So what is this post all about then?
How did you know when you where done having children?
I go through purging moods every few months. I clean out the house of things we no longer use, need, want, or grown out of. I have a rule of...If we did not use it this past year, it's gotta go.
This month, I tackled all of those clothes. Tubs and tubs of clothes. Having three boys is great for hand-me-downs. However I still have had all of the clothes Brayden has grown out of. I sat for a few days sorting through all the baby items, feeling extremely nostalgic. I seem to have an emotional attachment to some of these clothes. I kept several outfits: their coming home from the hospital outfit to the outfits from our visits to the White House. The rest I sorted to pass on to a family in need and to Salvation Army.
It all made me sad.
I cannot believe we are done having children.
Very early on, Jeremy and I talked about adoption, usually international adoption. This may be a surprise to some of our family because we only talked about it with a few people.
We thought that adoption might be something we would do to grow our family. At various points in our marriage we talked about it, then about it more seriously, then not for awhile. All the while still a possibility.
This past winter Jeremy and I went to dinner at a little restaurant in Purcellville called Magnolias. Jeremy and I talked about adoption again. He told me that the door on adoption had closed for him, meaning not something he could see us doing. Practically I agreed with him but my heart had not settled on it.
I just really thought that God had special plans for our family and that included adoption, especially since it had always been a part of our discussion on having a family.
As time passes, Brayden's long term needs are becoming more apparent and we are settling in to our lives having three busy boys, I realize that adoption is not something that is going to happen.
The morning I finished up sorting through all of the baby things, I sat on my bed and got a little weepy; sad that we will not be adopting and we are done having children. I said a quick prayer for those who are and the children that need to be. Then I checked my email, a friend announced that they were adopting from Rwanda. I shed some tears in excitement for them and some because it wasn't us. I am thrilled for them but it really made me realize as I was reading her email the day that I was getting rid of our baby items, adoption is not our path.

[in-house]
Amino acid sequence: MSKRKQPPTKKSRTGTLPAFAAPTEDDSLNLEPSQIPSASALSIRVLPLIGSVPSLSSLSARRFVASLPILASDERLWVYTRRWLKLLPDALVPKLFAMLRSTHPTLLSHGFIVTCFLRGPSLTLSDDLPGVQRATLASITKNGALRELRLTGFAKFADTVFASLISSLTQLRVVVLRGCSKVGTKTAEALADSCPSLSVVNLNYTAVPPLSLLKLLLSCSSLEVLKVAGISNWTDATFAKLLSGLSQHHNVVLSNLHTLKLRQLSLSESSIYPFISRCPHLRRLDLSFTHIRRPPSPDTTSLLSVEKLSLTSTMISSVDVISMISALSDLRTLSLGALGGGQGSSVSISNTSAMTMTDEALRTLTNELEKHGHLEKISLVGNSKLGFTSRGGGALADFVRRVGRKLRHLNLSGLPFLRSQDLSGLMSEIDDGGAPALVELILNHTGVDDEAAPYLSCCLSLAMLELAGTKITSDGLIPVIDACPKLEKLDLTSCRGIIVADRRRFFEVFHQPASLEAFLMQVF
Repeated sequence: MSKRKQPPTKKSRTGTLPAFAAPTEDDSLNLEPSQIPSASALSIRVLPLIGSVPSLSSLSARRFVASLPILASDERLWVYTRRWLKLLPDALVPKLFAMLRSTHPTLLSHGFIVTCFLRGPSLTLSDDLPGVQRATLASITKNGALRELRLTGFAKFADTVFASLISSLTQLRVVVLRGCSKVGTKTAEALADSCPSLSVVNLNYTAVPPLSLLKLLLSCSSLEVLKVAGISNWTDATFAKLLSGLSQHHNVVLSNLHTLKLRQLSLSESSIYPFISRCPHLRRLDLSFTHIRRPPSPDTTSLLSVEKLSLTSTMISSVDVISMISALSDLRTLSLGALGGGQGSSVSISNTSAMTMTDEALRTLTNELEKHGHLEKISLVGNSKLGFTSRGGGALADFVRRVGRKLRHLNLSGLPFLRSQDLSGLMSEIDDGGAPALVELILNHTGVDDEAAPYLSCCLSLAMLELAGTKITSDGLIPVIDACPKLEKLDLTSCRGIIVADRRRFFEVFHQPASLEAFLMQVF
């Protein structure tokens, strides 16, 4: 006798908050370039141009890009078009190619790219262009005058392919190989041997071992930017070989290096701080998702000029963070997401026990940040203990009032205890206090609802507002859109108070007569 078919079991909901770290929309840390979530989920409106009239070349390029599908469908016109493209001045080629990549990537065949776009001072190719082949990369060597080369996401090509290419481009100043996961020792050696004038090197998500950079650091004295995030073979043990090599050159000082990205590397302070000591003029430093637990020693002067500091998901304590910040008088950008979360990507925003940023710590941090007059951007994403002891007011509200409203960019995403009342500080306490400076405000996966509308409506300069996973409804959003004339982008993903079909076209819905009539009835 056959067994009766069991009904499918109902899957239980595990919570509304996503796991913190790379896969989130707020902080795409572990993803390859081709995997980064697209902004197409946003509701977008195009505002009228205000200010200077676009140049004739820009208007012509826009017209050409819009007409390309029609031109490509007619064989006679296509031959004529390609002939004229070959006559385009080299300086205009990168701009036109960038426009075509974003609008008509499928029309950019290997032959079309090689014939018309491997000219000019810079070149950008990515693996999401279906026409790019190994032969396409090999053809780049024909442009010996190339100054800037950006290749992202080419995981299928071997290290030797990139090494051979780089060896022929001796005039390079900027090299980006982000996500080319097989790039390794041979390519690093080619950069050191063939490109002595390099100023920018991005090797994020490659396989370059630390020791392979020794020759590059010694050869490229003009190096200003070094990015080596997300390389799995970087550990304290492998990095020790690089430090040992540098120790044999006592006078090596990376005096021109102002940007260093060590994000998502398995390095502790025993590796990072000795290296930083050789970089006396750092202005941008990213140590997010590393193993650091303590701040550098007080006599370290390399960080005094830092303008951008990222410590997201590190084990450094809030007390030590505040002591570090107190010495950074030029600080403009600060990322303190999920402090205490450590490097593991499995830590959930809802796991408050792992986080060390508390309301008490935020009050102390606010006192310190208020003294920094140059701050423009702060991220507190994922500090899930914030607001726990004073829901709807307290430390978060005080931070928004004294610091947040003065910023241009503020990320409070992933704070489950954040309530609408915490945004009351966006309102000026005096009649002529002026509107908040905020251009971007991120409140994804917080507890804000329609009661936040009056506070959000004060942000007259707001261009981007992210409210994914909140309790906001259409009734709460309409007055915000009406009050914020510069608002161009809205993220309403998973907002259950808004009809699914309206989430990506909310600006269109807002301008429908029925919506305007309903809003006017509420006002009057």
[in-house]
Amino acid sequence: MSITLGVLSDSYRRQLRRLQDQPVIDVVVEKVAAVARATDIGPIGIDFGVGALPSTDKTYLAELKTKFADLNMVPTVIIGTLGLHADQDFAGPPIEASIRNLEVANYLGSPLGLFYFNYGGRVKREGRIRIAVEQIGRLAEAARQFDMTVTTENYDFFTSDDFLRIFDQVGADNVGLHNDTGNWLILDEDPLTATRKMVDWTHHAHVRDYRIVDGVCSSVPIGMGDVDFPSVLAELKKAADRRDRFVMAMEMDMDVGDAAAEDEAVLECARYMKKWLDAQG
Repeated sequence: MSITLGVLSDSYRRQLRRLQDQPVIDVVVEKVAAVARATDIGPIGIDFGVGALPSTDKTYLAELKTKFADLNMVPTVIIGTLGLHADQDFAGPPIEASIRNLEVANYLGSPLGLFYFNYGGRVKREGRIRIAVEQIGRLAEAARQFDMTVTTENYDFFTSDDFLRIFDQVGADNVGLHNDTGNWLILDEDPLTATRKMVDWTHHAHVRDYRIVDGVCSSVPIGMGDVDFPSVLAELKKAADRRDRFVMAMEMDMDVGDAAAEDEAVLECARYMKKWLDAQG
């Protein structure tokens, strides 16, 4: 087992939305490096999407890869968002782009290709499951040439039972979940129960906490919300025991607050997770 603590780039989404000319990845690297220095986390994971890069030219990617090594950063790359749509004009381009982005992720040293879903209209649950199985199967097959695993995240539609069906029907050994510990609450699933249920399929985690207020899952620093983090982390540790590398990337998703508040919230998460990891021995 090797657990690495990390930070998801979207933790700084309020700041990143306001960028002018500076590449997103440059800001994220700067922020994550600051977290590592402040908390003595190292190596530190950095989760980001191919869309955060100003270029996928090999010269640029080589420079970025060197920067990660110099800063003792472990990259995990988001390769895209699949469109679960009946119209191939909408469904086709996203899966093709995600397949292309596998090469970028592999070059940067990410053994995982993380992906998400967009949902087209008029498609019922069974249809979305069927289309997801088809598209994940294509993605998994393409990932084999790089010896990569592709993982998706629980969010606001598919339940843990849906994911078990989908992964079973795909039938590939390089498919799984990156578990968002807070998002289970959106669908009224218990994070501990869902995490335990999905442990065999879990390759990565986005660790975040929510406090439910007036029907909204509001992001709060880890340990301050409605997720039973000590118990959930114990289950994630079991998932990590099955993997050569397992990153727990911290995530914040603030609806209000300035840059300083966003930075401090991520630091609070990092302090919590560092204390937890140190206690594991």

God had a special child for us. I thought it would be through adoption instead it has been through Brayden (and of course Carter and Luke).
I honestly cannot imagine having four children. I just cannot help but think how do you know when you are done having children?
However sometimes it is hard for us and others to see him as a toddler. For me, he will always be the baby of the family, being the youngest. Yes, I baby him because I think he needs extra TLC.
Because his developmental skills are within the newborn to six month range, he is very much like a baby. However, he is NOT a baby. He is a toddler, on his way to being a big boy.
The past several months we have been moving towards making his life less baby. Of course the big move was school and the bus. But we have tried to change things in little ways. He will be getting a twin sized bed soon, he wears shoes, we took off the canopy on his KidKart so that he is exposed more to the world and it looks less like a stroller, and we talk about him like we would a toddler, not a baby.
This past Sunday we tried something else as well. Sunday school class.
For the past two and a half years Brayden has attended church with us. Our church has a room in the back of the sanctuary called the "cry room". A room where parents with little ones can sit and still be in the service but not be in the service (by the way, every church needs this). Thankfully we had this as an option, we could all go to church and Brayden could sit with us. Sometimes, we actually put him in the nursery, if we knew someone in there and they were comfortable with him.
This has been working, however I need out of the cry room. While it is great...I cannot sit in a glass box during church anymore. I do not need to hear myself sing, it bounces back at you from the glass. I do not need to see my reflection in the glass anymore, apparently I have some serious dark circles and fluorescent lighting in this room is not a good look. I have no attention span sitting in the back, I had no idea how many people get up and down during an hour and half service.
And Brayden needs to be out of the nursery, he is not a baby.
Jeremy and Brayden went to the 2 year old class on Sunday. It felt strange to wheel him into this room with busy tw0 year olds and realize they were his peers. Brayden seemed to do pretty well, enjoyed the music time but got a little rowdy during story time. The next few weeks Jeremy or I will stay with Brayden in the two year old Sunday school class to get him acclimated and the teacher comfortable with him being there; then we have some friends/volunteers that will be Brayden's "friend" during church, hanging with him during Sunday school wheeling him to music and story time, just helping him out.
Brayden is the youngest of three boys. His life is busy but so are his brothers. Thankfully we have Carter and Luke is keep us living the "normal" life, not consumed by the medical, therapy, special needs world. Brayden has learned to go along for the ride, as I think many of the youngest siblings have to do.